MORGANTOWN, W.Va. — A new set of guidelines and practices have been released with the purpose of reforming WVU Greek Life, more than four months after a moratorium on all Greek social activities at West Virginia’s flagship land-grant institution.
“We decided that we needed to take a few steps back in light of a number of really troubling issues and allegations that had been made against a number of our fraternities,” said Matthew Richardson, Director of the Office of Fraternity and Sorority Life at WVU. “That included alcohol transport, allegations of hazing, and other violations along those lines.”
The University took action against 16 fraternities in February in response to those allegations, which Richardson did not specifically discuss. At the time, President Gordon Gee suggested that, without action, Greek Life at WVU could be in jeopardy.
“One of the things that’s really important for us in culture change is identifying acts of hazing and eradicating them,” he said.
The new strategic plan, which takes effect August 1, 2018, issues new guidelines for sexual misconduct, hazing, alcohol and drug use, racism and prejudice, and physical violence.
“Fraternities and sororities have a reputation, whether fair or otherwise, that these are places where bad things happen,” Richardson said. “These are places where acts of sexual misconduct, acts of hazing, alcohol and binge drinking, drug use, all of those things happen. It’s not true of everybody.”
Richardson estimates that Greek Life comprises no more than 10 percent of the student body at WVU, suggesting most outsiders will likely believe perception to be closer to truth. That, in connection with allegations of hazing, was a major driving force behind the University’s goal of reform.
“The fact that people think that it exists is enough for us to take some kind of action,” he said.
The new rules, which were adopted as part of a collaborative process by the university, the Interfraternity Council, the National Pan-Hellenic Council, and the Panhellenic Association include new restrictions on pledge periods — reducing them from eight weeks to four weeks. Additionally, students will participate in regular hazing prevention workshops while oversight boards will have additional opportunities to monitor for hazing.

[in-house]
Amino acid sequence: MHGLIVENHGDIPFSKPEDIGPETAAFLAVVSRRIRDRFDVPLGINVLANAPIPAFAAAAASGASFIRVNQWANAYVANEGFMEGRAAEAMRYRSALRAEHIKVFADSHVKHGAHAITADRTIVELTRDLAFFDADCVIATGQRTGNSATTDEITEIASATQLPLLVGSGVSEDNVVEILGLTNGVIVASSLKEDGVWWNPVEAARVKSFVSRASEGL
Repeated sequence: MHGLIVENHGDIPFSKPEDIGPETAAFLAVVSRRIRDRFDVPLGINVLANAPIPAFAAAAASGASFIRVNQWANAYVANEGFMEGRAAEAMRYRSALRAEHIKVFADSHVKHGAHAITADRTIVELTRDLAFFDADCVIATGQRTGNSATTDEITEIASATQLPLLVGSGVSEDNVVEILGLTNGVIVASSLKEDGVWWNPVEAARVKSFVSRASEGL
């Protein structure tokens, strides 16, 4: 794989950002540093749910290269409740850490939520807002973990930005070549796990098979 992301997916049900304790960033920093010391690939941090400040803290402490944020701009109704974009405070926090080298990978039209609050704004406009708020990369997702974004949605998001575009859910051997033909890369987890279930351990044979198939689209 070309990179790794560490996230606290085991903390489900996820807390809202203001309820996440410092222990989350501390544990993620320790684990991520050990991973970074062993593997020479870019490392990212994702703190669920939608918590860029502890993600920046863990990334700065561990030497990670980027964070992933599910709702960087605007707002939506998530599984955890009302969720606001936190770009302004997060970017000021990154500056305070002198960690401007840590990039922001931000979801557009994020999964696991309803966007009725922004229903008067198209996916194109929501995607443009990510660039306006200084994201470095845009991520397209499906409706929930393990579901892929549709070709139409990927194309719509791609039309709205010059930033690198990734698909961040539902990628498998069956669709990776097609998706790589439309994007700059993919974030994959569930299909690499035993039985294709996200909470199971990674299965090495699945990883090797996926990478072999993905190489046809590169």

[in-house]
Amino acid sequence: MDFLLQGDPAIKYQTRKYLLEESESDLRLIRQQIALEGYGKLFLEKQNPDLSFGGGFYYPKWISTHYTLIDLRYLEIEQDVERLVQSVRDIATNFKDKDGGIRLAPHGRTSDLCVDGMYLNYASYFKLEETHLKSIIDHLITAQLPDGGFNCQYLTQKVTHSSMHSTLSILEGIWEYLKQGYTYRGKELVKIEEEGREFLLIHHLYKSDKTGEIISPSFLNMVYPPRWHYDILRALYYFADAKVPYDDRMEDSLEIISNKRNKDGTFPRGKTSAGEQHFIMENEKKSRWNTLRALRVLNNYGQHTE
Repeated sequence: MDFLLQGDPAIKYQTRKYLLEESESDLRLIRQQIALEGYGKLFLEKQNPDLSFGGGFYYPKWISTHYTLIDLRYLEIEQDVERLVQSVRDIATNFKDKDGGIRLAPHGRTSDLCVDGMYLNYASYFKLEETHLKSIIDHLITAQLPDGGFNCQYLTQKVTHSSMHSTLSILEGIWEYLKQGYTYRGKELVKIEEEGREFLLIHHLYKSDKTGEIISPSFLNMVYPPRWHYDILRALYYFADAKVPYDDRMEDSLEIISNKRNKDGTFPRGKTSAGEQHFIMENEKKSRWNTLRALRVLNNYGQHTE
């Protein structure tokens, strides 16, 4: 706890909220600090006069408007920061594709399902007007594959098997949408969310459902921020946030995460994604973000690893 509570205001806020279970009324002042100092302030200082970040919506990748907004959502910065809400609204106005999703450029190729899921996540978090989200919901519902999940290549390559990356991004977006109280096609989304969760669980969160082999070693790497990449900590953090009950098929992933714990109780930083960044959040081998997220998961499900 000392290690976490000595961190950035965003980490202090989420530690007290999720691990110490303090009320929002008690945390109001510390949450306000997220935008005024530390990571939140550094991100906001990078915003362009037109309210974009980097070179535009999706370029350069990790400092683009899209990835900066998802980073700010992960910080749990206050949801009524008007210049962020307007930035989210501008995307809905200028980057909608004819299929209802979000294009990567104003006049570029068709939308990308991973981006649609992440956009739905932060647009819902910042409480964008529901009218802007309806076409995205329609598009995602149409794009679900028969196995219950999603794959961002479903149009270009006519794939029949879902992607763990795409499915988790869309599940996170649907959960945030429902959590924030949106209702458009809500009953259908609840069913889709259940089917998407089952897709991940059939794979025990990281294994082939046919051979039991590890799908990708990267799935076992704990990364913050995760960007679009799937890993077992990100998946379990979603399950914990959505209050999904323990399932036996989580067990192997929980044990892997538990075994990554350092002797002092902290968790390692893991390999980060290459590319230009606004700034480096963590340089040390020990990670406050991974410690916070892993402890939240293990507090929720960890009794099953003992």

“When we talk about hazing, there’s always this idea of little ‘h’ hazing versus capital ‘H’ hazing,” Richardson said. “It’s really, to me, a spectrum that isn’t significant. Any time a person is degraded — whether that’s use of force, use of alcohol, use of words, or what have you — it’s inappropriate. That’s the one thing that I really want to start to emphasize and sort of change the national conversation through West Virginia University by saying it doesn’t matter to what degree the hazing occurred. The fact that it occurred is problematic of itself.”
Richardson also suggested taking collective action was a necessity, in part, because of how difficult it can be to prove hazing allegations.
“The difficult thing about adjudicating acts of hazing is that a lot of times people come forward — often anonymously — and there’s not a lot of information they’re willing to give,” he said. “And the reason for that is no one wants to be considered a whistle blower. And there’s social capital involved.”
All members of the National Pan-Hellenic Council (historically African-American fraternities) and the Panhellenic Association (sororities) are in good standing. Several IFC chapters have not yet received recognition from WVU following the February moratorium.
“IFC chapters are the ones that had issues adhering to it,” Richardson said. “That’s why they were the ones that had the social restrictions. The problems are occurring there.”
Richardson still praised a number of the members of the IFC for engaging in the process of reform.
“We’re on the same team,” he said. “How we get there, there may be different philosophies there. But I very much view them as partners in this.”
IFC members recognized in good standing included:
- Alpha Epsilon Pi
- Alpha Gamma Rho
- Lambda Chi Alpha
- Phi Delta Theta
- Phi Kappa Psi
- Pi Kappa Phi
- Sigma Nu
- Sigma Phi Epsilon
Several were also recognized, but remain under social restriction:
- Sigma Alpha Epsilon through Fall 2018
- Theta Chi through October 1, 2018
Suspended chapters include:
- Alpha Sigma Phi — indefinitely
- Beta Theta Pi — re-establishing Fall 2024
- Delta tau Delta — indefinitely
- Kappa Alpha Order — pending action plan approval
- Kappa Sigma — indefinitely
- Phi Gamma Delta — suspended indefinitely
- Phi Sigma Kappa — suspended through Fall 2020
- Pi Kappa Alpha — suspended indefinitely
- Sigma Alpha Mu — suspended through Fall 2020
- Sigma Chi — pending action plan approval
- Tau Kappa Epsilon — not recognized
Phi Gamma Delta and Sigma Alpha Mu were both closed by their national headquarters before review began in February, according to Richardson.
Phi Sigma Kappa and Pi Kappa Alpha had additional violations that occurred in the time after the new strategic action plan, “Reaching the Summit” was announced.